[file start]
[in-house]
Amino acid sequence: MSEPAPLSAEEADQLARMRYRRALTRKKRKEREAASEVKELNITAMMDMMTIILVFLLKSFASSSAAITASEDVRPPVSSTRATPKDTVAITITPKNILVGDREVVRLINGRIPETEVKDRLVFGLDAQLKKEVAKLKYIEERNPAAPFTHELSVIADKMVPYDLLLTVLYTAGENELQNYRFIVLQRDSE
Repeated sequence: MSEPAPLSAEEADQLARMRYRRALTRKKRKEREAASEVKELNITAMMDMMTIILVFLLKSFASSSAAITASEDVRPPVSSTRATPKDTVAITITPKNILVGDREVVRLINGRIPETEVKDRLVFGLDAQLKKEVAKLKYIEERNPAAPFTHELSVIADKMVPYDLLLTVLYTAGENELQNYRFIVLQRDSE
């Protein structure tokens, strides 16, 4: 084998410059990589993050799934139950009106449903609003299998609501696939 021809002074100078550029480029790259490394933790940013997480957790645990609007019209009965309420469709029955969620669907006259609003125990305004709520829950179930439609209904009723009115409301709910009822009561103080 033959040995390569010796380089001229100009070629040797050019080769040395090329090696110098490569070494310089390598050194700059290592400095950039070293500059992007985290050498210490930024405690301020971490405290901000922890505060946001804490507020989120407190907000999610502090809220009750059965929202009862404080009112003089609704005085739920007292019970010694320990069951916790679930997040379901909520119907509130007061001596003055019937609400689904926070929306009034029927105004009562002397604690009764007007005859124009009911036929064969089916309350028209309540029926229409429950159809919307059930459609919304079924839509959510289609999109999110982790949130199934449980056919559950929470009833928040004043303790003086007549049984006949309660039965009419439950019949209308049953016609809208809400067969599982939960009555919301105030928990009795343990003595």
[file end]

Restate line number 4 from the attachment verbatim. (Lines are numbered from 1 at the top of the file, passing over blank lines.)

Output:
């Protein structure tokens, strides 16, 4: 084998410059990589993050799934139950009106449903609003299998609501696939 021809002074100078550029480029790259490394933790940013997480957790645990609007019209009965309420469709029955969620669907006259609003125990305004709520829950179930439609209904009723009115409301709910009822009561103080 033959040995390569010796380089001229100009070629040797050019080769040395090329090696110098490569070494310089390598050194700059290592400095950039070293500059992007985290050498210490930024405690301020971490405290901000922890505060946001804490507020989120407190907000999610502090809220009750059965929202009862404080009112003089609704005085739920007292019970010694320990069951916790679930997040379901909520119907509130007061001596003055019937609400689904926070929306009034029927105004009562002397604690009764007007005859124009009911036929064969089916309350028209309540029926229409429950159809919307059930459609919304079924839509959510289609999109999110982790949130199934449980056919559950929470009833928040004043303790003086007549049984006949309660039965009419439950019949209308049953016609809208809400067969599982939960009555919301105030928990009795343990003595």